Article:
I learned recently about an alternative to purchasing a PPACA-compliant health insurance plan.  There are three organizations whose members are exempted from PPACA penalties (see pages 107 and 128), Samaritan Ministries, Christian Health Care Ministries, and Medi-Share.  As PPACA is currently written, no similar organizations can now be started, but these three are grandfathered in.

How They Work

These three organizations have some very specific requirements, including a declaration of faith, in order to be eligible.  Medi-Share's declaration of faith requires that you and any adult children on your plan sign a statement indicating you believe that

  • “the Bible is God's written revelation to man and that it is verbally inspired, authoritative, and without error” and
  • “that man… because of sin was alienated from God [and can be saved from that alienation] by accepting God's gift of salvation by grace through faith”

Christian HealthCare Ministries requires you to attend church regularly.  These organizations may require an endorsement from an ecclesiastical leader.  None of them allow you to smoke or use drugs, nor abuse alcohol nor prescription drugs.  They also do not pay for medical problems caused by not living by these “biblical principles.”  This includes abortions or maternity (and presumably pediatric) care for children resulting from extramarital sex.  There may be an additional charge if you are overweight or particularly unhealthy.

Every month you pay a “share” instead of a premium.  These shares range from as little as $37 a month to as much as $7-800 a month, but are generally significantly cheaper than comparable health insurance.  The more you elect to be responsible for each year, the lower your premium.  Your share is either sent directly or indirectly, to someone who had a need the month before.  It generally goes to someone who had a significant health expense the month before.  If there is more money shared than needed, it is used to pay expenses for the current month, then if there is still money remaining, it is rebated to members.  If there is less money shared than needed, it is pro-rated (i.e. you don't get all of your health care paid for).  There are caps on how much you can get reimbursed, such as $250,000, without joining a special program with additional requirements and fees.  There are severe limitations on pre-existing conditions that may never go away.

What I Like

There are a number of things I like about this model of paying for health care.  I like the idea of eliminating the health insurance company, its expenses and its profits.  I like the idea of getting the patient and the doctor closer together, without the middleman.  I like the idea of feeling responsible for my own bills and those of others in my community.  I like the idea of not having to pay for at least some of the poor health care related decisions made by other people in my “insurance pool.”  I like the community pressure to not spend more than you need to on health care.  It reminds me of a story about an Amish man who had to be cardioverted for an arrythmia.  A dozen members of his village showed up in the ED to pay the bill before he left.  He elected not to be sedated for the cardioversion due to the additional expense.  “It only hurts for a minute, Doc,” he would say.  However, the more I think about these organizations, the less I like them.  I can come up with 8 reasons not to join one.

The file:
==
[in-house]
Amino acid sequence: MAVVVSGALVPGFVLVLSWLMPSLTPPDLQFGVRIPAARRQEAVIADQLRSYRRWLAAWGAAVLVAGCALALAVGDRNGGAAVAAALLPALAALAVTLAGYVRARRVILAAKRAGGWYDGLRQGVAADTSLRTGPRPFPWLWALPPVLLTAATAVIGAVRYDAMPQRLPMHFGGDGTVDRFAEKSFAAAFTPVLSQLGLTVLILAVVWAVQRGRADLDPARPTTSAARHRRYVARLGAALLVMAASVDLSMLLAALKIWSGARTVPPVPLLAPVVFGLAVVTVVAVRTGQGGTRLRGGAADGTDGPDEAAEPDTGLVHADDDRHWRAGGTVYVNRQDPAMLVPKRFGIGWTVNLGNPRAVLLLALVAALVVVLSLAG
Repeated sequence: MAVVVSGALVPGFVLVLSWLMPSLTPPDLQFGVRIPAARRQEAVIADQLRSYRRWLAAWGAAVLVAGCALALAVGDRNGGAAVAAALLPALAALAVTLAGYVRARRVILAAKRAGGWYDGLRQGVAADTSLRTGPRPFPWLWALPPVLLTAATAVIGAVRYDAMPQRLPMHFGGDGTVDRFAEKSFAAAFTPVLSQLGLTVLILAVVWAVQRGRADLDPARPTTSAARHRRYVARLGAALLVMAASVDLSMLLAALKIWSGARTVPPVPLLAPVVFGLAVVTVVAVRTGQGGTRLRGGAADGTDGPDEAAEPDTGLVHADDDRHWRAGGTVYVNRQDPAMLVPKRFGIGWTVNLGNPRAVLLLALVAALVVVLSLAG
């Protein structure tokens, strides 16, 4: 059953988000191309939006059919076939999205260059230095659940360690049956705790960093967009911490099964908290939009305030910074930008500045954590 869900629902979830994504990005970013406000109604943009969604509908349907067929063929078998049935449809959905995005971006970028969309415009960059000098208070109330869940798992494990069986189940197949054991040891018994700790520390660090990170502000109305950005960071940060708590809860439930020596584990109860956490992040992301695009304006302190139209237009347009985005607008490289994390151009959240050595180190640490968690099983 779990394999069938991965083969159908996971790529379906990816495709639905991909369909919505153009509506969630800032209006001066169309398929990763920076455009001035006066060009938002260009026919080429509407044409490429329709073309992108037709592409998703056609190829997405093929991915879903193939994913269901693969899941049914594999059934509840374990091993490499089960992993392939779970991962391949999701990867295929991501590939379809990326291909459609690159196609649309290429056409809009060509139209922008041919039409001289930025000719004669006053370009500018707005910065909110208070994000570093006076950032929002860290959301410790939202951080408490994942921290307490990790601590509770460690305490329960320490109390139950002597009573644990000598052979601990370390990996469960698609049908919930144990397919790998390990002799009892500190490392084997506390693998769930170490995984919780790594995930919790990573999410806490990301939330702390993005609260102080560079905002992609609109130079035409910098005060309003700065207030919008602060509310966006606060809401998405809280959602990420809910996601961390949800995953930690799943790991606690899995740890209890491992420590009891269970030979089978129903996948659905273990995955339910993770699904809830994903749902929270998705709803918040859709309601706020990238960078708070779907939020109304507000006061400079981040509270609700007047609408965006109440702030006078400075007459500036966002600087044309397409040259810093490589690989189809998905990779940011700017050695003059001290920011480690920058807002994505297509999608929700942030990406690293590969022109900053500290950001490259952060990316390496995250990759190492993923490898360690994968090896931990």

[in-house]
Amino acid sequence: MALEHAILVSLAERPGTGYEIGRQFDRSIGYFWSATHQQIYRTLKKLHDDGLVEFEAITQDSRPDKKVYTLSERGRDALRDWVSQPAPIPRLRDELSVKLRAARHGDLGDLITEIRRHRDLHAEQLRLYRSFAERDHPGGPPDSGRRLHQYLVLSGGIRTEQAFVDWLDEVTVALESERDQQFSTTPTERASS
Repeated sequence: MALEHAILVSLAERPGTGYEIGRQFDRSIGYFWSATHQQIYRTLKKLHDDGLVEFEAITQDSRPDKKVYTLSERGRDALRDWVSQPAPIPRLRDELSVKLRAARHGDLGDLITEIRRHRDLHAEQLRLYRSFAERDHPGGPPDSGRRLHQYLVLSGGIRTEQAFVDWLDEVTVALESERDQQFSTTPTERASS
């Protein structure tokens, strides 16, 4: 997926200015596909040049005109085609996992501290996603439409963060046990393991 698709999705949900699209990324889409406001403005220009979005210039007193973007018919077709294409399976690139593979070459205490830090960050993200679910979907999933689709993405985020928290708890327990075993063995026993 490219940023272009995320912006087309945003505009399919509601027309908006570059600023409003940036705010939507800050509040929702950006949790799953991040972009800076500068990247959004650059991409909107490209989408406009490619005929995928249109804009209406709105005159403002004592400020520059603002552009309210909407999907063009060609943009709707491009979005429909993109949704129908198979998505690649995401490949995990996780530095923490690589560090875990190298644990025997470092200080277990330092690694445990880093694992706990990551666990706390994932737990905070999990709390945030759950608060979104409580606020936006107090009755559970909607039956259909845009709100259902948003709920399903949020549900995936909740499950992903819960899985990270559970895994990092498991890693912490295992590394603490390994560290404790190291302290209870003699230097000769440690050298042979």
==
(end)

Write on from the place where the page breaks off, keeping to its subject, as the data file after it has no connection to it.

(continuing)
1) The Discrimination Factor

If you don't fit these organizations' rather narrow view of Christianity (Catholics, Mormons and others who consider themselves Bible-reading Christians don't qualify, nor do Jews, Muslims, Atheists etc), you're just out of luck. (although I've been told Catholics are okay and in fact the person who brought it to my attention is Catholic.) The fact that these organizations have been granted an exception to PPACA is ridiculous since there is no provision for a similar religious or non-religious organization to get the same exception.  This is frankly unfair and ought to be illegal. Either everyone should be able to start an organization like this or members of this organization shouldn't be exempt from PPACA penalties.

2) Lack Of Preventive Care Coverage

One of the reason PPACA-compliant plans cost more than a similar health care insurance plan is that these insurance plans provide preventive care.  You're on your own for this with these three organizations.  Most don't allow you to “share” costs below a certain amount, such as $3-500.  You can burn through a lot of money at less than $500 per need.  Immunizations aren't covered.  Frugal folks tend to skip a preventive visit when they actually have to pay for it, which may lead to more health problems and costs down the road.

3) You Become A Self-Pay Patient

I see self-pay (i.e. no-pay) patients every day, about 20% of my patients.  Aside from the irritation of being required by law to take care of their emergencies while knowing only about 3% of them will actually pay me anything, the main difficulty I have with self-pay patients is getting them follow-up care, especially from specialists.  I talk to the specialist on the phone, he agrees that the patient can easily be seen in clinic in a few days, so I discharge the patient from the ED with the number for the clinic.  He calls the clinic the next morning and is asked “What is your insurance?”  When he informs the clinic that he doesn't have any, he never sees the doctor (and the doctor usually never even hears about him.)  He is left in the unenviable position, every time he needs any non-emergent health care at all, of trying to convince the front desk folks that he is really going to pay them.  That usually means “cash on the barrelhead.”  You show up with a credit card, a check, or a stack of Benjamins or you're not seen.  To make matters worse, the highest bills my billing company sends out are sent to the self-pay patients.  They might get a small discount for paying promptly, but that discount isn't nearly as large as that which insurance companies have negotiated for their members.